A simple process for designing good creative

If you’re thinking seriously about trying to update your church’s creative and design output, it can be a bit daunting to know where to begin.

To help make things a bit easier we’ve put together a rough design process that should help you get started.

This may seem like a lot, but anyone could do a decent job of the whole process in just a couple of hours, and it will pay dividends in the long run.

1. Write a business plan

This may sound odd, controversial even, and while a church is not a business, in many ways it operates like one.

Just like a business, a church has objectives, strategies, an audience and marketing to consider.

While a business’s prime objective is profit, a church’s is the great commission of Matthew 28. How that will be carried out however, will vary from church to church.

That is why it is worth putting down on paper (or pixel), some solid ideas of who you are as a church, and what your mission is.

Thinking through things like the existing congregation, the area you’re based, the people you’re seeking to reach, the resources available, and the ministries you currently run, will help give you a clearer vision of how you design for your church.

2. Decide on your audience

You should have partially covered this in your business plan, and so by now, you should know both your existing congregation, and the people you’re trying to reach. 

From here you need to decide who you’re targeting with your creative output. 

You might be thinking: ‘That’s easy, we’re targeting everyone in the surrounding neighbourhood!’. However it might not be that straightforward.

If you have a diverse neighbourhood for example, made up of people from different countries, cultures and religions, and you create a flyer that is aimed at a secular, english-speaking audience, it probably won’t get the best results.

Of course, there’s alway going to be a huge variety of people to reach, and you can’t cater to them all. But having a clear idea of who you’re going to concentrate your efforts on will make a huge difference.

3. Research your content

The first and most obvious suggestion for content is to look for (and discuss with locals) the needs that the gospel meets, that are specific to your neighbourhood. 

For example where there is insecurity you might want to show the security Jesus offers. Where there is dissatisfaction, show the satisfaction Jesus offers and so on. 

Obviously, you need to be careful with how you eventually present this to avoid sounding like a cult, but essentially what you are doing is seeking to advertise the fullness of the gospel as clearly as possible.

Beyond that, visiting the websites of other churches that you believe have a similar demographic to you, is a great way of gathering ideas fast. 

Write down a list of things you like, and things you don’t, things that you think work, things that you think are missing, and compare this to your business plan.

It will help you to come up with the sort of content that you need to generate to reach the people in your local area.

3. Research your design

As we covered briefly in a previous post, when we look at an example of design, we know instinctively who it’s supposed to be catering to.

By now we should be clear about who we’re trying to reach so it shouldn’t be too difficult to find examples of design that appeal to our intended audience (and we mean it when we say appeal, people will be put off by design that they don’t think relates to them).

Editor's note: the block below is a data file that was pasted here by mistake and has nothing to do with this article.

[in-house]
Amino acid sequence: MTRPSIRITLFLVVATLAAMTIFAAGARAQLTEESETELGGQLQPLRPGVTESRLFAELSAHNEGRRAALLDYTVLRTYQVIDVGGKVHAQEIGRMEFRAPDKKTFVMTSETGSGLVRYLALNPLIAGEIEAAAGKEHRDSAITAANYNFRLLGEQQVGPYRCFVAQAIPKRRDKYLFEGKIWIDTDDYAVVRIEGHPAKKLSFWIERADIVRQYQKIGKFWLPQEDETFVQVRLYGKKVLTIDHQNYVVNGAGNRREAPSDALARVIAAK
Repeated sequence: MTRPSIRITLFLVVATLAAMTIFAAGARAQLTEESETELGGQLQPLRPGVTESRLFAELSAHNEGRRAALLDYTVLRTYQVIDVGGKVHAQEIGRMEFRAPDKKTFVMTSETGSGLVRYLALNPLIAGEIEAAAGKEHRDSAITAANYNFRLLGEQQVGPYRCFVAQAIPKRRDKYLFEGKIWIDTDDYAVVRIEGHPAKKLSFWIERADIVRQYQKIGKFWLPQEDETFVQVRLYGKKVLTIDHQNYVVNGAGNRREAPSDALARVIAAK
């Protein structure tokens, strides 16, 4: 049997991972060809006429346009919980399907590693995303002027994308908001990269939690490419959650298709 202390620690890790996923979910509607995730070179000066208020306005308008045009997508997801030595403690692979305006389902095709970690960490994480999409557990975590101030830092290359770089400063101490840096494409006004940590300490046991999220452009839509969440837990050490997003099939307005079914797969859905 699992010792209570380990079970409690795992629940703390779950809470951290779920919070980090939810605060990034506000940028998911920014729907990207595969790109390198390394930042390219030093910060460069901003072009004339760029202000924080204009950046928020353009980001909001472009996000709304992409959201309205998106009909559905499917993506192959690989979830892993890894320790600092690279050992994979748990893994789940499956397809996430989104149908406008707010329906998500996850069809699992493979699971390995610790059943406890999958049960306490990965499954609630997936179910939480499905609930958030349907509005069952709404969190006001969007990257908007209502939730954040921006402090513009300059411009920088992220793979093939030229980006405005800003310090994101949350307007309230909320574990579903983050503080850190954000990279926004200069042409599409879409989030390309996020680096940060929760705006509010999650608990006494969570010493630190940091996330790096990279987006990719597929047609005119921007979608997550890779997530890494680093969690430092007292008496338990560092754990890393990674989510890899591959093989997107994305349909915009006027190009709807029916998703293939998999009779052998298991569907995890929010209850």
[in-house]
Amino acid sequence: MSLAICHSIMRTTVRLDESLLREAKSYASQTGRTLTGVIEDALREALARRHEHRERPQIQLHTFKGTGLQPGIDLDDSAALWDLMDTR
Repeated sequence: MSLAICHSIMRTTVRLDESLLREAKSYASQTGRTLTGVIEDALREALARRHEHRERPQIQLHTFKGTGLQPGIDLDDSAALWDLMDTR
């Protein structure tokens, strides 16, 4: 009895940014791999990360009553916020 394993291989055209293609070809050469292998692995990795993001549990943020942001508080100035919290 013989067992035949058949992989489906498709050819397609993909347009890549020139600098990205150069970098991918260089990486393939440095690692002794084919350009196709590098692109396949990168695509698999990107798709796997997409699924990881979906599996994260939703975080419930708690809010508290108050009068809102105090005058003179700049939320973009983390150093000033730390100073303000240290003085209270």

Like before, visit other church websites with a similar demographic, explore how they use images, text and colour. Take note of the things they think it’s important to highlight, and how they convey information.

In the real world, look at shop signs, posters, adverts. Take note of the things you see that appear often, how they’re presented, the things they highlight. Again, things like the images, text and colour, you may see repeated words, and themes that you could take advantage of.

From here get a document together with a few ideas on, and even consider creating an online scrapbook on a site like Pinterest.

4. Design away!

Now you know what content you want to create, and have an idea of how you want it to look, you can start creating!

There are plenty of free and cheap software and websites you can use to create your designs, and content, many of which you probably already know about, but we will go over and recommend a few in a future blog post. 

Once you’ve chosen how you’re going to create your content, remember the KISS principle. Keep It Simple, Stupid! 

As a basic rule, for print, only put on the most basic information on you need. You can always (and probably should) encourage people to go to your website, if there’s too much content to fit legibly. 

For web, avoid overwhelming people with walls of text. Keep the info to short, easy-to-use sentences, with headlines, and always, always, always, use lots of engaging imagery.

In Summary

Of course, you could have the best graphic design, creative and marketing in the world, and not see any people won for Christ, alternatively you may have the worst and yet still see thousands saved.

As Psalm 127 makes clear, any success we see is down to The Lord, and we appreciate design is a low priority for many churches, so these tips are never meant to replace humble evangelism, and the preaching of the gospel.

If anything, we believe that good creative should adorn the work that’s already being done, to make it easier to encourage our neighbours to hear the good news of Jesus Christ.

And while this may take a bit of time and effort, we firmly believe it is a worthwhile endeavour, and will bless the good work churches are already doing.

Next time we’ll be covering some good resources to use to implement the above

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